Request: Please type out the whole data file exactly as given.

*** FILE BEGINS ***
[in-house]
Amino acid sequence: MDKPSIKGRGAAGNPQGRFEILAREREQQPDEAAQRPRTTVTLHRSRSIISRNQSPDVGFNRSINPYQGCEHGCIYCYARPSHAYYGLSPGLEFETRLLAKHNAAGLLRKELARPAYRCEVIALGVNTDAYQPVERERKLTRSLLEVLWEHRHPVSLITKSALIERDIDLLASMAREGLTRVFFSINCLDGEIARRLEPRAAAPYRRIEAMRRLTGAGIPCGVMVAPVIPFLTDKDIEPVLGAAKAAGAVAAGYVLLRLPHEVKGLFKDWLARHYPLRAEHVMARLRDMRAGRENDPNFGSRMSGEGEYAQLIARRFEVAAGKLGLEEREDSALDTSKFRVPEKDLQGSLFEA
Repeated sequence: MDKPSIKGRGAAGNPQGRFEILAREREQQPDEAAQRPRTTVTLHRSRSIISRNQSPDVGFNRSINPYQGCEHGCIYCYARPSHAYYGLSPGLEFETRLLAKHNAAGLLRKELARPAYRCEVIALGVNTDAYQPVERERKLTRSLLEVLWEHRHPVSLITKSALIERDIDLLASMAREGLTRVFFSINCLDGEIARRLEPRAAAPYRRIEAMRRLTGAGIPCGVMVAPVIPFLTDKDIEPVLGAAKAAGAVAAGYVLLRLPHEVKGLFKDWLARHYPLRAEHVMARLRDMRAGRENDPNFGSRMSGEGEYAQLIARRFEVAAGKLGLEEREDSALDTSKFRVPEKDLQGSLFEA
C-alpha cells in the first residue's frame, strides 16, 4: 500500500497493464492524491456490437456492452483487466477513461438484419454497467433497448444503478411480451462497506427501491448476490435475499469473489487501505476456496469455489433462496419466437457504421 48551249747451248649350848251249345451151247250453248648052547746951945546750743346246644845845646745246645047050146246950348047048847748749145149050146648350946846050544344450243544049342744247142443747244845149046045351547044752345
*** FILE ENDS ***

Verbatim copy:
[in-house]
Amino acid sequence: MDKPSIKGRGAAGNPQGRFEILAREREQQPDEAAQRPRTTVTLHRSRSIISRNQSPDVGFNRSINPYQGCEHGCIYCYARPSHAYYGLSPGLEFETRLLAKHNAAGLLRKELARPAYRCEVIALGVNTDAYQPVERERKLTRSLLEVLWEHRHPVSLITKSALIERDIDLLASMAREGLTRVFFSINCLDGEIARRLEPRAAAPYRRIEAMRRLTGAGIPCGVMVAPVIPFLTDKDIEPVLGAAKAAGAVAAGYVLLRLPHEVKGLFKDWLARHYPLRAEHVMARLRDMRAGRENDPNFGSRMSGEGEYAQLIARRFEVAAGKLGLEEREDSALDTSKFRVPEKDLQGSLFEA
Repeated sequence: MDKPSIKGRGAAGNPQGRFEILAREREQQPDEAAQRPRTTVTLHRSRSIISRNQSPDVGFNRSINPYQGCEHGCIYCYARPSHAYYGLSPGLEFETRLLAKHNAAGLLRKELARPAYRCEVIALGVNTDAYQPVERERKLTRSLLEVLWEHRHPVSLITKSALIERDIDLLASMAREGLTRVFFSINCLDGEIARRLEPRAAAPYRRIEAMRRLTGAGIPCGVMVAPVIPFLTDKDIEPVLGAAKAAGAVAAGYVLLRLPHEVKGLFKDWLARHYPLRAEHVMARLRDMRAGRENDPNFGSRMSGEGEYAQLIARRFEVAAGKLGLEEREDSALDTSKFRVPEKDLQGSLFEA
C-alpha cells in the first residue's frame, strides 16, 4: 500500500497493464492524491456490437456492452483487466477513461438484419454497467433497448444503478411480451462497506427501491448476490435475499469473489487501505476456496469455489433462496419466437457504421 48551249747451248649350848251249345451151247250453248648052547746951945546750743346246644845845646745246645047050146246950348047048847748749145149050146648350946846050544344450243544049342744247142443747244845149046045351547044752345